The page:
Home of Michael Perry – New York Times Bestselling Author, Humorist, Singer/Songwriter, Intermittent Pig Farmer

Posts Tagged ‘bon iver’

Eaux Claires Intros, Thank You

(video credit Volume One)


To say more after all that has been said is to risk beating a dead unicorn, so I will simply express one final time my deep gratitude for being included in the recent Eaux Claires festival.

For those who requested text of the narration I did to introduce The National on Friday and Bon Iver on Saturday, here they are (video of the Bon Iver intro above) (I dunno, you get in front of that many people you tend to either go goggle-throated or get your preacher on…):


(Backstory: I first met Aaron Dessner of The National just two miles from my farm in the middle of winter.)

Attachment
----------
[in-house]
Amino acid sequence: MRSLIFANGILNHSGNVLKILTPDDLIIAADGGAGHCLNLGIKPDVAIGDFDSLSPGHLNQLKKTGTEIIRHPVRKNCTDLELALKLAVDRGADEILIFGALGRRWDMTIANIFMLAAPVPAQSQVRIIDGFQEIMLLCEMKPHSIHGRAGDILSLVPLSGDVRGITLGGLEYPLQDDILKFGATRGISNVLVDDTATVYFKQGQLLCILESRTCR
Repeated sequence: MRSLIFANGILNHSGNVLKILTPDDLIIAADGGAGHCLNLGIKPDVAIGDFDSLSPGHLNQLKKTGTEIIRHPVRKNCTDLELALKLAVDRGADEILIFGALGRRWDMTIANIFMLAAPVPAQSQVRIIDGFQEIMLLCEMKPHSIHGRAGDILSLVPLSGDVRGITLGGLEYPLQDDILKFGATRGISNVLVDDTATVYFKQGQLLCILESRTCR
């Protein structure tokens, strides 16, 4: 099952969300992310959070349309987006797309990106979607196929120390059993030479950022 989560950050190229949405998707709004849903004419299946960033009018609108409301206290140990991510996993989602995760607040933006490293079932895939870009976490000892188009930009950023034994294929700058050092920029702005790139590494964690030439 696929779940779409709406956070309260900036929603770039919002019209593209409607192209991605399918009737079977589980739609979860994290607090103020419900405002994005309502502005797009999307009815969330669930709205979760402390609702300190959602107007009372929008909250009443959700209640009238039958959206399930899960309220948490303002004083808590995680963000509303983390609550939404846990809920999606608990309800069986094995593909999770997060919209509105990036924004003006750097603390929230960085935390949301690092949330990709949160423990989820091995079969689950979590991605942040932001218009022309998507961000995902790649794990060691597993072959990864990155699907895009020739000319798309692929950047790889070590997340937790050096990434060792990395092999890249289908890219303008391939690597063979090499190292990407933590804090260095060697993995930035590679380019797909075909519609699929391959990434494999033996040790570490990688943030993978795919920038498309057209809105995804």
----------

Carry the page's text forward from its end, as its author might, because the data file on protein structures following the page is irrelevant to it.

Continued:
Last winter a man stood bundled in the snow not far from here.

The air in his nose was alcohol cool, his white breath hung like surrender.

Oxygen, expired as ice.

Winter is the great equalizer. Knocks everything flat. Kills it dead.

This leaves us with the miracle of spring. Followed by the decadence of summer, when the man returns. Stands in the deep swampy green and understands he has witnessed a slow-motion resurrection. That some seed he dropped that long ago frozen day has thrust itself from the earth to shatter every icicle, send them running to the river, the river right behind you, the river right behind you, the music…right in front of you.



(Backstory: Through some high-level contacts I knew Bon Iver was going to open with Heavenly Father.)

Hey dere.

It’s good to see you here. Everybody gathered around for vespers. Nothin’ much left to do here in the evening hour now but gather round and sing a few hymns.

My name is Michael Perry. It’s been my honor and my privilege to be the narrator of the Eaux Claires Festival. We are so grateful you joined us here. We’re pretty much an unbeautiful bunch, man. We are flat-footed clodhoppers who feel inside like maybe we could dance, and we don’t really know any other way than to just get at it and have at it.